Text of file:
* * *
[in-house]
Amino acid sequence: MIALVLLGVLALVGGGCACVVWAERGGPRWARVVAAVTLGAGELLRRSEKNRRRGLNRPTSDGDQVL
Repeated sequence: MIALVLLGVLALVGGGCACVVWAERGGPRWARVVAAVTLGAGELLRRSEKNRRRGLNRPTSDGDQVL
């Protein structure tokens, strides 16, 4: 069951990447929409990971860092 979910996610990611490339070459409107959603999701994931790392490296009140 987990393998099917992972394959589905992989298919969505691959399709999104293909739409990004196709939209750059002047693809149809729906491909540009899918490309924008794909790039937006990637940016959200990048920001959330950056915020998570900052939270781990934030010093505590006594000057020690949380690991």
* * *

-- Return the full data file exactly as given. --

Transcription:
[in-house]
Amino acid sequence: MIALVLLGVLALVGGGCACVVWAERGGPRWARVVAAVTLGAGELLRRSEKNRRRGLNRPTSDGDQVL
Repeated sequence: MIALVLLGVLALVGGGCACVVWAERGGPRWARVVAAVTLGAGELLRRSEKNRRRGLNRPTSDGDQVL
């Protein structure tokens, strides 16, 4: 069951990447929409990971860092 979910996610990611490339070459409107959603999701994931790392490296009140 987990393998099917992972394959589905992989298919969505691959399709999104293909739409990004196709939209750059002047693809149809729906491909540009899918490309924008794909790039937006990637940016959200990048920001959330950056915020998570900052939270781990934030010093505590006594000057020690949380690991």